Yellow Flag #2
I called the number on his resume, got his voice mail, and left a message introducing myself and asking him to call me so we could touch base. It took him several days to call me back.
Reddish-Yellow Flag #3
I offered to pull several associates from my office into a meeting with Unemployed College Graduate and we would brain storm about networking and possible openings in the market. The meeting was set for this past Monday at 10 am at my office. At 9:50 am, Unemployed College Graduate called and said he was going to be late.
Red Flag #4
My associates and I, dressed in suits and business dress, filed into the conference room to meet Unemployed College Graduate and confronted the following sight. There he sat, in a rumpled polo that couldn’t decide if it was clean or dirty. His hair was disheveled and in desperate need of a haircut. His pseudo beard had either thrown in the towel and quit trying to grow, or he had just started growing it a few days ago. Either way it was a good thing because the few straggly hairs helped to cover up the wide expanse of acne. (Why would ANYONE put up with acne in this day and age of great dermatologists and meds?!) In front of Unemployed College Graduate sat a solitary copy of his resume. No paper to take notes, no pen.
Really Red Flag #5
We decided to surge ahead, closed our gaping mouths, and sat down at the conference table. I opened the meeting by introducing Unemployed College Graduate and asked him to bring everyone up to date about his job search. There was total silence for a full minute. I finally jumped in and uttered a few summarizing sentences based on our telephone conversation and what I remembered from his resume. My associates took pity on me and started rattling off suggestions, good contact names, and great questions about what he had done or not done in his job search.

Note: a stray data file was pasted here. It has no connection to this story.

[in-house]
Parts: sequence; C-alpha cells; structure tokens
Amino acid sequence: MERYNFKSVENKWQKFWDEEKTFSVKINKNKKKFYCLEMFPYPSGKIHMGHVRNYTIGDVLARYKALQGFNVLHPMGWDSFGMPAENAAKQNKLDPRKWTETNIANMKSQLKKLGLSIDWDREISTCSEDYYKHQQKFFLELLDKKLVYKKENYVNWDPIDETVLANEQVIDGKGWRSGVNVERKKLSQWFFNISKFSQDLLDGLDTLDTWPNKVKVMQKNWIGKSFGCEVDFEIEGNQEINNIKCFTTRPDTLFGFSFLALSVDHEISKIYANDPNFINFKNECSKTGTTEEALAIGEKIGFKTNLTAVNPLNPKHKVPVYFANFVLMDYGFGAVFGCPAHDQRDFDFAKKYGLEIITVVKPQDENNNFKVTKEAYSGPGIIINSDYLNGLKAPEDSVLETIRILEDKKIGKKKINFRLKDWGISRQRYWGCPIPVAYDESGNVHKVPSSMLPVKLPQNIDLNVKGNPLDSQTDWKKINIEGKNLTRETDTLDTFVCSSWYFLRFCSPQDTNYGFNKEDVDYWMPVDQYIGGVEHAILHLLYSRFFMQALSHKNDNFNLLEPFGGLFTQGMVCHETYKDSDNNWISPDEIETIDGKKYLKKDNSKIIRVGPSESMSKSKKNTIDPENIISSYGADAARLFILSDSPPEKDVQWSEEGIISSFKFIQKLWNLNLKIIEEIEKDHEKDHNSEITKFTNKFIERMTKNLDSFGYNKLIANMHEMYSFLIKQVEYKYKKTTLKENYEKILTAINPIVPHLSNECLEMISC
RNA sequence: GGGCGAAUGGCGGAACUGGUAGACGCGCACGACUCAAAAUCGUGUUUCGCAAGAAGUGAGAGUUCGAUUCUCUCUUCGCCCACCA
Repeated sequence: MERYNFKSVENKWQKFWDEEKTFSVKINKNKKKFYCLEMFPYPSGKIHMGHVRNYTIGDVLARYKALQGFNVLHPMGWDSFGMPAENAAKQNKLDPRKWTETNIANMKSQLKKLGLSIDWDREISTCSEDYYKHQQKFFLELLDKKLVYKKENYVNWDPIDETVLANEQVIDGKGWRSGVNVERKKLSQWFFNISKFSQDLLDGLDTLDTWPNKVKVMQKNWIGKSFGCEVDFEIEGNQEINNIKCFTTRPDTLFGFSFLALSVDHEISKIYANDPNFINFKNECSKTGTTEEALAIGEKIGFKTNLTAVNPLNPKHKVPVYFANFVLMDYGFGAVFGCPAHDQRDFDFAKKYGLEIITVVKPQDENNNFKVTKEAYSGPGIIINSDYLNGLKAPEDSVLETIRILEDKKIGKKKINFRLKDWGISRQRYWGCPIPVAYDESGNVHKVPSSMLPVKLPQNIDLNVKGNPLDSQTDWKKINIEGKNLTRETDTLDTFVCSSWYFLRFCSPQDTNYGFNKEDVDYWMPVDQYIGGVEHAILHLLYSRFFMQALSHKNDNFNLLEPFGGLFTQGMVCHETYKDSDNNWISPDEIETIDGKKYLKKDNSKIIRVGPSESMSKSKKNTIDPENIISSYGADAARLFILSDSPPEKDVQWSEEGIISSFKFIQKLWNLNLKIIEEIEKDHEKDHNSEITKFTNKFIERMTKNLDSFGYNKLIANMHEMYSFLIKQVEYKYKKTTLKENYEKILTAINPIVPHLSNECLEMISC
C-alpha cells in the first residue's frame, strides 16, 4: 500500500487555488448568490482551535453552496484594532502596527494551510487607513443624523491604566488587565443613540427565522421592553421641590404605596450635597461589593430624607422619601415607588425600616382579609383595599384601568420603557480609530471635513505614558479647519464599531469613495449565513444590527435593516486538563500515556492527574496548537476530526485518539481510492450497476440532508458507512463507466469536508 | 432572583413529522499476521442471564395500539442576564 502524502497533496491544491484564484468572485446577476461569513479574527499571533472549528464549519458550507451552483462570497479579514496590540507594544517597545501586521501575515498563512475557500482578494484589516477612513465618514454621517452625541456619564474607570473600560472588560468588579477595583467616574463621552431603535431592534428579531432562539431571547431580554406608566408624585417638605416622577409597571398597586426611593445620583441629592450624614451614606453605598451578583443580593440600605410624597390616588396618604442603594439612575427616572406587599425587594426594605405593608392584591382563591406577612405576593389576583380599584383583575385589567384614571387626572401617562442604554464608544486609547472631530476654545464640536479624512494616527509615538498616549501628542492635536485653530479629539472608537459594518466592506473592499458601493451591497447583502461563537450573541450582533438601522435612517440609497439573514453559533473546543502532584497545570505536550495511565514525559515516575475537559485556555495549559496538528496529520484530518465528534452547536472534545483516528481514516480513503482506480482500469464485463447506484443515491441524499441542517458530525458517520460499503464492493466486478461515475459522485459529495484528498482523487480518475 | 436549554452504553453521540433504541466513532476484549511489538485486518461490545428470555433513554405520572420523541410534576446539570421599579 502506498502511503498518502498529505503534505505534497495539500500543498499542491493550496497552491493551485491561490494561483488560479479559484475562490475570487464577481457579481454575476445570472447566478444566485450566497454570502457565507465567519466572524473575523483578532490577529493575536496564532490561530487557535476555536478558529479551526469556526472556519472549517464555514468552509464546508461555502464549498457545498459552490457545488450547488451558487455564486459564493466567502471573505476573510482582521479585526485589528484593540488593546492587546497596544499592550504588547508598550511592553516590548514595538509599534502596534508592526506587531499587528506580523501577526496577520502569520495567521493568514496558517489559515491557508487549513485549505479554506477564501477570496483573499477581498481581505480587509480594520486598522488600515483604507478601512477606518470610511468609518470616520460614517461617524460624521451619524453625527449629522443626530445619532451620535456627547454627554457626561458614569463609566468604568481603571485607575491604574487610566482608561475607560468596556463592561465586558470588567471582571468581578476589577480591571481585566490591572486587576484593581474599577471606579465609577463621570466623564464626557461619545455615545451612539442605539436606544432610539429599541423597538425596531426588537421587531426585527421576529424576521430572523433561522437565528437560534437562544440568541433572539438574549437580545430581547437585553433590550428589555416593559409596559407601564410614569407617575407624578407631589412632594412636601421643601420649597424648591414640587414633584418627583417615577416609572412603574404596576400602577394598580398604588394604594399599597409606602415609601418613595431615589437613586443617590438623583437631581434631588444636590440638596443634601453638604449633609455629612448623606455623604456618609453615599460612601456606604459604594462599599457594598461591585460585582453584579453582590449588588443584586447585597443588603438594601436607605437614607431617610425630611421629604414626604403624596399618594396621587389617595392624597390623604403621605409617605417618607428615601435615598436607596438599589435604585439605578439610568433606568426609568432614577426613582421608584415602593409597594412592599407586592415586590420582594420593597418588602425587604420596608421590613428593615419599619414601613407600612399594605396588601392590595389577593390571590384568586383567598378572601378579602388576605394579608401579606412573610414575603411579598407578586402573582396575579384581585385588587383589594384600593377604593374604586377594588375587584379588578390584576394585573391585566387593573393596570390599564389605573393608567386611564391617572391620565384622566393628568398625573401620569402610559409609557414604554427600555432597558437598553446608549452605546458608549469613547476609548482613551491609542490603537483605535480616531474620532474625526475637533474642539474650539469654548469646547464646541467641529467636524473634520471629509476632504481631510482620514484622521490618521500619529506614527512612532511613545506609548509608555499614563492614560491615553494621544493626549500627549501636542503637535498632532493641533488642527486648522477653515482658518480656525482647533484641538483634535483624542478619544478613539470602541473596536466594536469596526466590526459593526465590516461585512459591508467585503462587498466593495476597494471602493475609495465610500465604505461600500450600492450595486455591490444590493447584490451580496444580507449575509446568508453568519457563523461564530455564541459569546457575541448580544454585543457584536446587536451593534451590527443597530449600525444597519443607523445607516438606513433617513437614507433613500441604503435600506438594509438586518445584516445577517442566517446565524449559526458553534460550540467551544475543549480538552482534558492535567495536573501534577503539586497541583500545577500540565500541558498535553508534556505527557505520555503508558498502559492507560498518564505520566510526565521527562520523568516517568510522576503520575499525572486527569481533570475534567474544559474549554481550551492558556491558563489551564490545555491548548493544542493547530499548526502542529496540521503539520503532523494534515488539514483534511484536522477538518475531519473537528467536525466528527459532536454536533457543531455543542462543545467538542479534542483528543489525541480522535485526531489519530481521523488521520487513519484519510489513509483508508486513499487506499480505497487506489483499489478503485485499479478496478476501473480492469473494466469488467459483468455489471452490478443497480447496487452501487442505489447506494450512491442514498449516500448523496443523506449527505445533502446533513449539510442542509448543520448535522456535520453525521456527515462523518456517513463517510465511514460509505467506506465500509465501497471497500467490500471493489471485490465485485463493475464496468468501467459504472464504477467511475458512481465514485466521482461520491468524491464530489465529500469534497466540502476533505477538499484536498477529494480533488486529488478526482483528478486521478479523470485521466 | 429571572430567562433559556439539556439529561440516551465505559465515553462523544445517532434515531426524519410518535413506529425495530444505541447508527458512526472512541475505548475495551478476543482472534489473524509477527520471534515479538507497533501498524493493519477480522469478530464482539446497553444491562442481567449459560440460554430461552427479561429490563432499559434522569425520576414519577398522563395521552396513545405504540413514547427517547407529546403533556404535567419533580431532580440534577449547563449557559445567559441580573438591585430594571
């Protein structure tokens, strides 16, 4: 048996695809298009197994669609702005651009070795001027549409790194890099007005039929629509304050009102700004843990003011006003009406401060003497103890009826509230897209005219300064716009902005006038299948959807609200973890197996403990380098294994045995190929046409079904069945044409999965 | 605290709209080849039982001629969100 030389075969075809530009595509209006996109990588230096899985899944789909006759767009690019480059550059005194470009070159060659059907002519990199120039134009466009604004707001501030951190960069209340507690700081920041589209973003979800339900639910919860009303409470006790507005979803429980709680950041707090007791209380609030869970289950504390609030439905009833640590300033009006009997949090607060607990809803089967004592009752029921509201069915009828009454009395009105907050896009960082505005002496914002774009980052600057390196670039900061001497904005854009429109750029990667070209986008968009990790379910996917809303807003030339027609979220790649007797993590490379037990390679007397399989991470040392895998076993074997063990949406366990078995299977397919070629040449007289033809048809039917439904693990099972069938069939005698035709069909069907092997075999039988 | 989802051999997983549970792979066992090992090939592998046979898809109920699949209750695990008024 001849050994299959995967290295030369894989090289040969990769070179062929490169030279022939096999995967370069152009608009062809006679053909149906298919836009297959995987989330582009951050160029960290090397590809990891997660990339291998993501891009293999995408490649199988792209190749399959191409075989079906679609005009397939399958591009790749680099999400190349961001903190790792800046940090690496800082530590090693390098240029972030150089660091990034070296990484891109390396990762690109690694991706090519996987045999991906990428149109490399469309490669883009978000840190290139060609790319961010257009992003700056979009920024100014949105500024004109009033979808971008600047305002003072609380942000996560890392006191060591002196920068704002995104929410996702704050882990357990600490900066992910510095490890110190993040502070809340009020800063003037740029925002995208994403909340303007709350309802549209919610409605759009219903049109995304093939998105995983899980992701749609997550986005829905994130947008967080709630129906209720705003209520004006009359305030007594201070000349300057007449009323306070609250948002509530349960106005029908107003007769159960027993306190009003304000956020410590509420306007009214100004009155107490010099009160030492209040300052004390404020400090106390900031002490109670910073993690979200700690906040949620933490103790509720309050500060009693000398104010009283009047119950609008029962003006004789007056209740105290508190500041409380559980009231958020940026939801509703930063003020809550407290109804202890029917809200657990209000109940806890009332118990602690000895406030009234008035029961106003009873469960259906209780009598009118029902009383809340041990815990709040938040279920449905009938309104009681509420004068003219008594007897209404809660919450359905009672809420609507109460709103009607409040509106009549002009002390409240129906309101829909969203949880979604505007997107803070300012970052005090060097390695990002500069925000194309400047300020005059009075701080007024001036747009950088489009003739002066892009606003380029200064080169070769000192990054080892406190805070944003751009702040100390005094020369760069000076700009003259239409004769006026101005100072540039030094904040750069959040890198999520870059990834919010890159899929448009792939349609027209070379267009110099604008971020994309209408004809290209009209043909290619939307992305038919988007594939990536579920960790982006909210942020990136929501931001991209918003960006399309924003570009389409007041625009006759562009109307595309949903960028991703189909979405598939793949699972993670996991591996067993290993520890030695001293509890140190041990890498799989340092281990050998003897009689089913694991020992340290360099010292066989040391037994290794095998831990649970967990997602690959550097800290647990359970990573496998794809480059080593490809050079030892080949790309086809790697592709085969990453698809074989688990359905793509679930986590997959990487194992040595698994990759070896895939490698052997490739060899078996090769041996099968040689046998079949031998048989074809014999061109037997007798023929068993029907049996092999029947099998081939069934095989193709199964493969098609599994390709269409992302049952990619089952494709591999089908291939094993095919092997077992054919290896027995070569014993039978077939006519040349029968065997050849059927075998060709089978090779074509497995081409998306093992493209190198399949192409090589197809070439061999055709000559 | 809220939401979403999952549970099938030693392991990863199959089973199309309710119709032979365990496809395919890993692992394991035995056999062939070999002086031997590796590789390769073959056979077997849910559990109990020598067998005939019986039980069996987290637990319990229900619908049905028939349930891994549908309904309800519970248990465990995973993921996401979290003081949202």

Solidly Red Flag #6
Not having a pen or paper with him, Unemployed College Graduate simply nodded or mumbled “yes” or “no”, and took no notes.
After a few minutes of this, I practically threw my pen across the table to him and said, “Wouldn’t you like to take some notes?!”
He turned over his resume and scribbled something on the back shooting me a furtive look.
Mercifully the meeting finally ended, and muttering “Thank you” to my associates, I slunk away to my office. As I sat stewing about the debacle, I decided share the debacle with the friend that recruited me to meet with Unemployed College Graduate. She was, predictably, shocked and resolved to educate the young man’s mom about why he might be having trouble finding a job.
So here’s the punchline. The next day as I was about to leave work, I received the following postcard by email:
I’m feeling a little guilty.
Monday, September 10, 2007
I started calling MoM as soon as our car left the airport garage to tell her we had landed safely and were on our way home. I usually do this because she will talk nonstop for a good half hour pausing only long enough for me to mutter, “uh huh” here and there.
But the line was busy.
I kept calling.
For 25 minutes.
About 2 blocks from our house, I finally got through.
“Helloooooo”, she answered tentatively.
“Hi, MoM”, I replied cheerily. “Just wanted to tell you we’re back!”
“Back from where?”, she asked.
“Back from Las Vegas–remember we went up there this weekend for my niece’s baby shower and to visit my mother-in-law?”
“What do you mean, no?! I stopped by your house on Thursday and reminded you we were leaving the next day. And I called Friday night from the airport and left a goodbye message on your answering machine!”
“Nope, didn’t know anything about it.”
Then MoM started recounting in infinitesimal detail the weekend Diamondback baseball games. She does this the entire baseball season despite the numerous times I remind her I would rather watch paint dry than watch baseball. Desperate to get off the phone, I told her we were pulling into our driveway, and that I would talk to her tomorrow.